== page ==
A:

Green investments are traditional investment vehicles (such as stocks, exchange-traded funds and mutual funds) in which the underlying business(es) are somehow involved in operations aimed at improving the environment. This can range from companies that are developing alternative energy technology to companies that have the best environmental practices.

For the stock savvy, there are many pure-play, leading edge green companies that are traded on the major stock exchanges. These include startups that are developing new methods for creating biofuels or solar panels, and traditional market cap heavyweights that are expanding their product lines to include environmentally friendly products (such as General Electric's development of wind-powered electric generators).

Green investing can also be achieved through exchange-traded funds (ETFs), which mimic the stock indexes made up of green companies. Mutual funds can be another alternative, in which case a professional portfolio manager makes the green asset allocation decisions based on the fund's prospectus.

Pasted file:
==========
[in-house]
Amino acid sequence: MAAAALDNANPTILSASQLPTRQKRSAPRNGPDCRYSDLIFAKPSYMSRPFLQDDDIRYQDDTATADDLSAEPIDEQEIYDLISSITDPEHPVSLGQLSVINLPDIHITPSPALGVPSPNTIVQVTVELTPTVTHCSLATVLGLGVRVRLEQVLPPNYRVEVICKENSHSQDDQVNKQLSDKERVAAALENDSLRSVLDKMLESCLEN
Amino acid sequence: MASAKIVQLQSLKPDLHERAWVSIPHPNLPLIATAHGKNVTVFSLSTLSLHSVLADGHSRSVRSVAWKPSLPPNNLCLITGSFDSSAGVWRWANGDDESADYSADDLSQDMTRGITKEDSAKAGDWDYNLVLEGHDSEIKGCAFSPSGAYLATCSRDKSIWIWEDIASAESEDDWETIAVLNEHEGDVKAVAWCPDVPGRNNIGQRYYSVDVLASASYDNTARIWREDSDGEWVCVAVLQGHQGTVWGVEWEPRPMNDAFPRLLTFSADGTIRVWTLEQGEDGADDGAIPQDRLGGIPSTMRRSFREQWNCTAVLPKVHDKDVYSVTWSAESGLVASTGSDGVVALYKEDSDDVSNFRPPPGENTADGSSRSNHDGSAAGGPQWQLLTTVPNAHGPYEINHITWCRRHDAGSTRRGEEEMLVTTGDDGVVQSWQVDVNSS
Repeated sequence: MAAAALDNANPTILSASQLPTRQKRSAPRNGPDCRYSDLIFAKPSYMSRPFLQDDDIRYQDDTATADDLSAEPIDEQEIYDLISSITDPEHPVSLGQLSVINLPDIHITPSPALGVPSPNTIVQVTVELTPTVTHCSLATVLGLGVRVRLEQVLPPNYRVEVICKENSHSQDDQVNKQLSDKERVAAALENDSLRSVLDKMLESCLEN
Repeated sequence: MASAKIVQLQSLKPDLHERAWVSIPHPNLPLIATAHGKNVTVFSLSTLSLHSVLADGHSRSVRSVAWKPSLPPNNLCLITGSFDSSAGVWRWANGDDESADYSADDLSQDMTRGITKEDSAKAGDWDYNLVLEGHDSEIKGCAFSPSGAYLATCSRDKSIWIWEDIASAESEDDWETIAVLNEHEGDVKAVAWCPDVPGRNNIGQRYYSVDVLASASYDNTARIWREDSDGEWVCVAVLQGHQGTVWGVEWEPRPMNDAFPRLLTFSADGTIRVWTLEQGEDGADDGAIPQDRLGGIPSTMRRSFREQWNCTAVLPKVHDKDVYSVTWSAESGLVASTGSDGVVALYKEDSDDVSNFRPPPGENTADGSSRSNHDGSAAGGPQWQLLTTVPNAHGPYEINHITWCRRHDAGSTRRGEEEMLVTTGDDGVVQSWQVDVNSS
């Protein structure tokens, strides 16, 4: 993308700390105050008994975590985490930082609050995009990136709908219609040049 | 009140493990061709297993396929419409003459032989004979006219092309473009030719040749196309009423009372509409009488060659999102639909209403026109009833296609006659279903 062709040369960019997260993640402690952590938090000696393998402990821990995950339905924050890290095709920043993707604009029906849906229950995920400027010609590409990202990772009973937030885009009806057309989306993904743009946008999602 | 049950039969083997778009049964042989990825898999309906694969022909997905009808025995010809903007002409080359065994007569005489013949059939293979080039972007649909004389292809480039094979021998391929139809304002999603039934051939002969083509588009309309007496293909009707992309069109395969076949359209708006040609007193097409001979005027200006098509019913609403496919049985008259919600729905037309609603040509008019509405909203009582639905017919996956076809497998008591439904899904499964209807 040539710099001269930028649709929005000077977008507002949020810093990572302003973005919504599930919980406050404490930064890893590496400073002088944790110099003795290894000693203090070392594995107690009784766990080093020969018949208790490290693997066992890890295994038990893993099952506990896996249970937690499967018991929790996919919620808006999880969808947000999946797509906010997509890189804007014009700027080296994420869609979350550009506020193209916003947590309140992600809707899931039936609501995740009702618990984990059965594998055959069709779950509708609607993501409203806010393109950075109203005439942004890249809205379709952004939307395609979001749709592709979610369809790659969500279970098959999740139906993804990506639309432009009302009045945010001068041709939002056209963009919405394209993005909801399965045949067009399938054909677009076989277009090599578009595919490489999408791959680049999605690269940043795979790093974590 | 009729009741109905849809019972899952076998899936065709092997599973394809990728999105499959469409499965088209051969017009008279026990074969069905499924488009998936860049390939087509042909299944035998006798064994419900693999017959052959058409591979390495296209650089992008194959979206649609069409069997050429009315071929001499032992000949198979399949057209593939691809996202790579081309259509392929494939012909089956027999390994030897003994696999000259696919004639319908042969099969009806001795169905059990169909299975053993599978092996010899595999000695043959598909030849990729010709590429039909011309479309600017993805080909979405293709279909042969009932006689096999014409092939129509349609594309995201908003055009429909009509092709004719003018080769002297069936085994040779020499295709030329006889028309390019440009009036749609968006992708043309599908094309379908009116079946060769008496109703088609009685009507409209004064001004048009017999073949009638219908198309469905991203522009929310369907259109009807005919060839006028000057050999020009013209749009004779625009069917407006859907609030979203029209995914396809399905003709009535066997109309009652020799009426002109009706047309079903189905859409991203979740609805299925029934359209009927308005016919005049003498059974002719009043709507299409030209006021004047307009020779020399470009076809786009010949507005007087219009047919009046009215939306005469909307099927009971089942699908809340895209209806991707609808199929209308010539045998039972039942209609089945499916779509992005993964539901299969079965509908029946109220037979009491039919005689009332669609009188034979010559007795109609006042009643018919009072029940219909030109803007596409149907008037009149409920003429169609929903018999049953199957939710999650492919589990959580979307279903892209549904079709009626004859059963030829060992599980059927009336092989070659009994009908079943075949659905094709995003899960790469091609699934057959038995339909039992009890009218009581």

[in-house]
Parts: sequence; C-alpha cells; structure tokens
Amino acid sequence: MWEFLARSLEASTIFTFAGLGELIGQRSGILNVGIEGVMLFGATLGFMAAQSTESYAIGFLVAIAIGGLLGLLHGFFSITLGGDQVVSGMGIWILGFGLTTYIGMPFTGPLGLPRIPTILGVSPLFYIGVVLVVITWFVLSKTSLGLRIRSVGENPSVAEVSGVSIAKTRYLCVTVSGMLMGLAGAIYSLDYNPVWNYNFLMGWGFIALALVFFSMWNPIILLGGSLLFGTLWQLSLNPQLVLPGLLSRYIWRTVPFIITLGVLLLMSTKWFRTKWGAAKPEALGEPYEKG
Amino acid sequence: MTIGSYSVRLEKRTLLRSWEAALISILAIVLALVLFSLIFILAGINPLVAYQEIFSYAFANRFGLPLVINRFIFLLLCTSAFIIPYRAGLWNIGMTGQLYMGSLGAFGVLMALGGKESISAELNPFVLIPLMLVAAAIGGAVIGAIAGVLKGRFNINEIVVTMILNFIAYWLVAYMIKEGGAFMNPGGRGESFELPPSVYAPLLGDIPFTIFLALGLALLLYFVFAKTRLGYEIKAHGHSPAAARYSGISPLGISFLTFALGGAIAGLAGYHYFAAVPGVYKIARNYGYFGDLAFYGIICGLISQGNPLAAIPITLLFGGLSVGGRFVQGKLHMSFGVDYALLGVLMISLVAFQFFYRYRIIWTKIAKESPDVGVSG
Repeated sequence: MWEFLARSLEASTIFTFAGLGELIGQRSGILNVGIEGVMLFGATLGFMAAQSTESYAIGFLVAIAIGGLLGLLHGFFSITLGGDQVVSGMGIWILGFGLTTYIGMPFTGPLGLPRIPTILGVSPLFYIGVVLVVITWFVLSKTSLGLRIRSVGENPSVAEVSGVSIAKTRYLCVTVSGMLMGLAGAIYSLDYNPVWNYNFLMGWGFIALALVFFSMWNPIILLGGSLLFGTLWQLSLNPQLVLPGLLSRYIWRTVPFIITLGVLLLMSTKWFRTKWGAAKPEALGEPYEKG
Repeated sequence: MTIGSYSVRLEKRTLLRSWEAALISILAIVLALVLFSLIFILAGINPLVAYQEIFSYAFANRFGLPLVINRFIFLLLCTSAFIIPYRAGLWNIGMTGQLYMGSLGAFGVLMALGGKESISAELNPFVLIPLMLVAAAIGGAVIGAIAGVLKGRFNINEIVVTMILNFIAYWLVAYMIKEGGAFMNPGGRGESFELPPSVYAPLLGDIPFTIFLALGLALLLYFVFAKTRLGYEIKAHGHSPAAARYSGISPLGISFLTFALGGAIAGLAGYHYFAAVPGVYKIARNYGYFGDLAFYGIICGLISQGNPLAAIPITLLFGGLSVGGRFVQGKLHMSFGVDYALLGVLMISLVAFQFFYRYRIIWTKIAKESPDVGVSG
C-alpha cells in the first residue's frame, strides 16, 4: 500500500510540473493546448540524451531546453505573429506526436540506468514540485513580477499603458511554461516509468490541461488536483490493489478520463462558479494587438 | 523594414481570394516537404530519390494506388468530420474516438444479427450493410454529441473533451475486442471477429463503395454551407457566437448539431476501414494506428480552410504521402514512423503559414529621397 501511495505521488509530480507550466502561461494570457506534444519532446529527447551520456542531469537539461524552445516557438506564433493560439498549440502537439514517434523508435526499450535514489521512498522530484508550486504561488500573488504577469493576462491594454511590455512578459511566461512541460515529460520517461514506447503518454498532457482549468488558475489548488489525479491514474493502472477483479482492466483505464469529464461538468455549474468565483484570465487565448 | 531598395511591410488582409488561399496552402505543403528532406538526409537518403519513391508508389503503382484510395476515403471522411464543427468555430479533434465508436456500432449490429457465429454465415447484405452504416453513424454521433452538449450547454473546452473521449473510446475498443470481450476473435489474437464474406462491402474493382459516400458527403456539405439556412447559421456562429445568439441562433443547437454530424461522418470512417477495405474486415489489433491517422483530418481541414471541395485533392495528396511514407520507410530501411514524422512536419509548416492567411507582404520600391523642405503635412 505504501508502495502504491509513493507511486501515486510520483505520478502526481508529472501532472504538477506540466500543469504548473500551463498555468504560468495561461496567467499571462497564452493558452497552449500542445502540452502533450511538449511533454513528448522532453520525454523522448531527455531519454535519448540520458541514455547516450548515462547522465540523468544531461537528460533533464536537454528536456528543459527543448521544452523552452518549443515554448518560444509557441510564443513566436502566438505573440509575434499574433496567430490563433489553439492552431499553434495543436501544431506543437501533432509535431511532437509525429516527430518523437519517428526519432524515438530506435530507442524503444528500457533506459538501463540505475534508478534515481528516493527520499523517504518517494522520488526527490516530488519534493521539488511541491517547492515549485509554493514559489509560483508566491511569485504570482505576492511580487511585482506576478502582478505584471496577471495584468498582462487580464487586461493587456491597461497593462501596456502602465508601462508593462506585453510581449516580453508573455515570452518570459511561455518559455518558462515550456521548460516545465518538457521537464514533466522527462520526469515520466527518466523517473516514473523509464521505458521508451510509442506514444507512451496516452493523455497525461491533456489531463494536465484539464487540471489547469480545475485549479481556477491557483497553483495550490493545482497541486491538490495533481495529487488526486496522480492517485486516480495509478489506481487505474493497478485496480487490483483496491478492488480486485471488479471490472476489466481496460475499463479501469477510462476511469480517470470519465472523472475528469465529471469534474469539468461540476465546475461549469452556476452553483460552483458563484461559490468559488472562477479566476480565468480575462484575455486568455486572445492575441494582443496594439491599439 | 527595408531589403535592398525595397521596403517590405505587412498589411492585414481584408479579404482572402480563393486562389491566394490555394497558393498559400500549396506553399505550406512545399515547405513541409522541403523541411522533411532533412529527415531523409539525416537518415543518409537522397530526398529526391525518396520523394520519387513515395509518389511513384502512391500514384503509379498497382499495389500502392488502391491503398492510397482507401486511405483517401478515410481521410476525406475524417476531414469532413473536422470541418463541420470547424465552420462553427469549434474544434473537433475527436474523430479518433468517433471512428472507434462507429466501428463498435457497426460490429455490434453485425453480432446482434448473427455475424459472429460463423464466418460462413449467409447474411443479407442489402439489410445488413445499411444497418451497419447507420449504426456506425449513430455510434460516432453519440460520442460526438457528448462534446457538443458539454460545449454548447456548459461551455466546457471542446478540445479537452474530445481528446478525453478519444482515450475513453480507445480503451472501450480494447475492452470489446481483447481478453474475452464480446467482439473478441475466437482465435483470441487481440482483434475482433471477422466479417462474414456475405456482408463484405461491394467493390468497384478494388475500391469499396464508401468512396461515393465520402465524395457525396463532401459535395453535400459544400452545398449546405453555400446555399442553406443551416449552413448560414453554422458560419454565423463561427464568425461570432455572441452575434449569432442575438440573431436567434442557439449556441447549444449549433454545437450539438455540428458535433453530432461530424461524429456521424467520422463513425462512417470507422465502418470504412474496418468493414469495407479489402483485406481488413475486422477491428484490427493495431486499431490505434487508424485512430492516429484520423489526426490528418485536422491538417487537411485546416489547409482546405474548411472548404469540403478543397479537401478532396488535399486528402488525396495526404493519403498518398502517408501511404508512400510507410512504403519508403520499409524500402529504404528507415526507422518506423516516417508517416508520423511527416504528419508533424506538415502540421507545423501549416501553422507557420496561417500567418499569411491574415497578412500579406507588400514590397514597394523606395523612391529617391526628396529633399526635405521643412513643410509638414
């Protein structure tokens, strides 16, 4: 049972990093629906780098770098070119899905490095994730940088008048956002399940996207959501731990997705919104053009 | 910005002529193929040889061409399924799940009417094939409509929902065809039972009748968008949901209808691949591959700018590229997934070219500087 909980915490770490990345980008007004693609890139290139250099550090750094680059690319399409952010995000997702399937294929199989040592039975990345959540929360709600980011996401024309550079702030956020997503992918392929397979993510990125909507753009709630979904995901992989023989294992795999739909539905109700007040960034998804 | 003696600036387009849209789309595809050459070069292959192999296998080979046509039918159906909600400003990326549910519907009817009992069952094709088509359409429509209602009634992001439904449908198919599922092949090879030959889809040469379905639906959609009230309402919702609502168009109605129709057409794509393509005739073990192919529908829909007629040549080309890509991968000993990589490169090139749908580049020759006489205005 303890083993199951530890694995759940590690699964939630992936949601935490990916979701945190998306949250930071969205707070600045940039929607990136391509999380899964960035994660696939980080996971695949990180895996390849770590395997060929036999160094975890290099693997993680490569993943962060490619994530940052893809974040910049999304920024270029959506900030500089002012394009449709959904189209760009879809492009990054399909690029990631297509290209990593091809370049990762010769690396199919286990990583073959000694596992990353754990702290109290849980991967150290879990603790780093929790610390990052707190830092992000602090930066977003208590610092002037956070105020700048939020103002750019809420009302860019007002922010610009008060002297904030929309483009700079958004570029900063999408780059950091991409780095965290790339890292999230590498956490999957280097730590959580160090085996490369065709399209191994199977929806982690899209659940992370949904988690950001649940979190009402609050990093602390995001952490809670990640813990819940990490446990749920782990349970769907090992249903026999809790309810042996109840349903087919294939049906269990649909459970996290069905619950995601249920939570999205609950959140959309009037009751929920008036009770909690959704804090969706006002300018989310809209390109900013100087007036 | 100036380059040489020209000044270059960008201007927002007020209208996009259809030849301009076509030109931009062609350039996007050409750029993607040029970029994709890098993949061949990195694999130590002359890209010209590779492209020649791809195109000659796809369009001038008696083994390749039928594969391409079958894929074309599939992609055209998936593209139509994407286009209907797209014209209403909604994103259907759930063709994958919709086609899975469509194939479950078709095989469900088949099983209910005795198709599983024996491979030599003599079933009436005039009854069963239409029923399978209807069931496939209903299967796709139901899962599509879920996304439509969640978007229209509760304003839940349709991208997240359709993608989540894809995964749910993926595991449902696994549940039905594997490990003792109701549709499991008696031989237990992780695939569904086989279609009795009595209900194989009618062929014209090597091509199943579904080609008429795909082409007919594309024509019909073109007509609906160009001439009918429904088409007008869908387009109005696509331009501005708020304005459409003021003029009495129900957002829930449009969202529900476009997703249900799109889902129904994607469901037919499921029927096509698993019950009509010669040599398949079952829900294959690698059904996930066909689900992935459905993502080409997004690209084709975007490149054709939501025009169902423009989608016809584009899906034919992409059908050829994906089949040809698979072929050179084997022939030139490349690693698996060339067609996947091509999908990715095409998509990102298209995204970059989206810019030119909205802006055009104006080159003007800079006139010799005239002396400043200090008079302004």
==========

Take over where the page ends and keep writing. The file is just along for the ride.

Unfortunately, because individual beliefs on what constitutes a "green investment" vary, exactly what qualifies as a green investment is a bit of a gray area. Purchasing stock in a business that is an industry leader in terms of employing environmentally conscious businesses practices in a traditionally "ungreen" industry may be considered a green investment for some, but not for others. For example, consider an oil company that has the best record for environmental practices. While it is environmentally sound that the company is making the best precautions in preventing any direct damage to the environment through its day-to-day operations of drilling for oil, some people may object to purchasing its stock as a green investment, because burning fossil fuels is the leading contributor of global warming.